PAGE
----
Mini-MPVs Just Won't Hurry Up And Die Already
99.9 percent of the minivans sold in the United States in 2016 were (oxymoronically-titled) full-size minivans.
The Kia Rondo finished its brief one-generation U.S. run in 2011, having generated 73,100 total sales over the course of nearly five years.
Having produced more than 160,000 sales for Mazda USA, the Mazda 5 is likewise no longer part of the automaker’s U.S. lineup. Mazda 5 volume was essentially chopped in half between 2008 and 2014.
The Chevrolet Orlando arrived in North America with a decidedly Floridian name but never actually made its way to Florida, or the U.S. market as a whole. Having generated 12,038 Canadian sales, the Orlando quickly departed Canada after volume plunged 81 percent between 2012 and 2014.
Yet the Kia Rondo and Mazda 5 are still available in Canada. They’re alive and (un)well. And while “full-size minivans” claim 96 percent of Canadian MPV sales, Kia and Mazda just won’t give up on their genuinely mini minivans.
Prompted to look into the matter after January sales of the Kia Rondo and Mazda 5 fell to a combined, paltry, scarcely measurable 189 units last month (the Mazda averaged 1,000 monthly sales on its own in 2008; the Rondo more than 800 monthly sales during the same year), we made inquiries at the Canadian outposts of both Kia and Mazda.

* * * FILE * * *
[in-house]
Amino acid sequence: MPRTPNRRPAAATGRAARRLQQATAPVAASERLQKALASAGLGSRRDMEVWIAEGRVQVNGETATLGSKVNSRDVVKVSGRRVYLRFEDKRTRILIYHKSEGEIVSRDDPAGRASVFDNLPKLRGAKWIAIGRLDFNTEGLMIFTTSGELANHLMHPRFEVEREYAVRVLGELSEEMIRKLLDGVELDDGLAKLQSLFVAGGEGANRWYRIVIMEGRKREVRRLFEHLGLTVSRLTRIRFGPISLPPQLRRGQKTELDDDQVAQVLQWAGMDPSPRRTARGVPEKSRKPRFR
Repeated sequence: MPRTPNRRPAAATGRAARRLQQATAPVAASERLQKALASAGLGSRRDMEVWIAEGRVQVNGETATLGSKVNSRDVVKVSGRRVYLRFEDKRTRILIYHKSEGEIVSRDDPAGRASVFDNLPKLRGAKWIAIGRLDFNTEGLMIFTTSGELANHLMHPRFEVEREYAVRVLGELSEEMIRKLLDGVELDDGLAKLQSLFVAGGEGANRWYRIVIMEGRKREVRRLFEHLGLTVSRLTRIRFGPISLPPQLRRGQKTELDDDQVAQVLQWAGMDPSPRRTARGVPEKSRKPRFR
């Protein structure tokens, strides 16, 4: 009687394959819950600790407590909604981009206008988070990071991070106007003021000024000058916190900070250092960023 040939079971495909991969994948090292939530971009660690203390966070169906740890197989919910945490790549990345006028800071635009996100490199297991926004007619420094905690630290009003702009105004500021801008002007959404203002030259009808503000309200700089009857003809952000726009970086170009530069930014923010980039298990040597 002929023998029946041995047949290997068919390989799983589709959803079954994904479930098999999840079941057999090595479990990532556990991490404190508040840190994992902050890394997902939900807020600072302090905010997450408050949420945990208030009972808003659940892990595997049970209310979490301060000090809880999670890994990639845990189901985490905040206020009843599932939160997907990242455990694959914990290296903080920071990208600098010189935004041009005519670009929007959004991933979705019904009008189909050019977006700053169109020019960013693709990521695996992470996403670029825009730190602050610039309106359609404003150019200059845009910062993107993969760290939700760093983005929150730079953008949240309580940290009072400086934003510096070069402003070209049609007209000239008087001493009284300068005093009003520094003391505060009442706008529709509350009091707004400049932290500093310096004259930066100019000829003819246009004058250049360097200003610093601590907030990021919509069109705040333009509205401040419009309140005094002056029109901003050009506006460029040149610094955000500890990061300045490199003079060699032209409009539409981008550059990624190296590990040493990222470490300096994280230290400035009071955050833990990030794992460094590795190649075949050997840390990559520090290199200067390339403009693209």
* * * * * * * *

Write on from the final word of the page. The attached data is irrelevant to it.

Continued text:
At Kia, in particular, recent Rondo results have been disastrous. Sales in 2013 tied the Rondo’s worst performance ever even as Kia launched an all-new, long-awaited model. Then sales dropped 12 percent in 2014, took a 35-percent hit in 2015, and plunged 45 percent in 2016. January began with only 48 Rondo sales, the worst full month in the Rondo’s Canadian history.
Kia’s response: “We have no current plans to discontinue the Rondo or any other of our current vehicles,” Mark James, Kia Canada’s corporate communications manager told TTAC last week; a firm, if not a ringing endorsement. Kia’s other vehicles accounted for 99 percent of the brand’s sales in January.
At Mazda, meanwhile, sales of the Mazda 5 have perked up recently, but only in comparison with a period during which Mazda 5 sales fell to the lowest level ever. Mazda 5 sales have increased on a year-over-year basis in each of the last five months, growing 15 percent during that period. But with the 5’s relatively recent U.S. death and the traditional ties between virtually every automaker’s Canadian and U.S. lineups, is Mazda Canada really going to forge ahead with an aging design for a vehicle that sells roughly one-seventh as often as it used to? Of the nearly 70,000 Mazdas sold in Canada over the last year, only 2 percent were Mazda 5s.
Sandra Lemaitre, Mazda Canada’s director of public relations, told TTAC, “In Canada, the 2017 model year Mazda5 went on sale in August 2016. We haven’t yet announced any details for 2018 model year vehicles, including the Mazda5, so I’m not able to confirm anything at this time.”
So there’s a chance it’s dead? No, Mazda declined to comment on the 2018 model year potential for any vehicle.
But how much longer can Kia and Mazda continue to import wildly unpopular products that aren’t sold in the United States?
For the most part, Canadians just want Dodge Grand Caravans. The ancient Dodge earned 57 percent of all Canadian minivan sales in 2016. And yet the Grand Caravan hasn’t yet killed off the ankle-biting upstarts.
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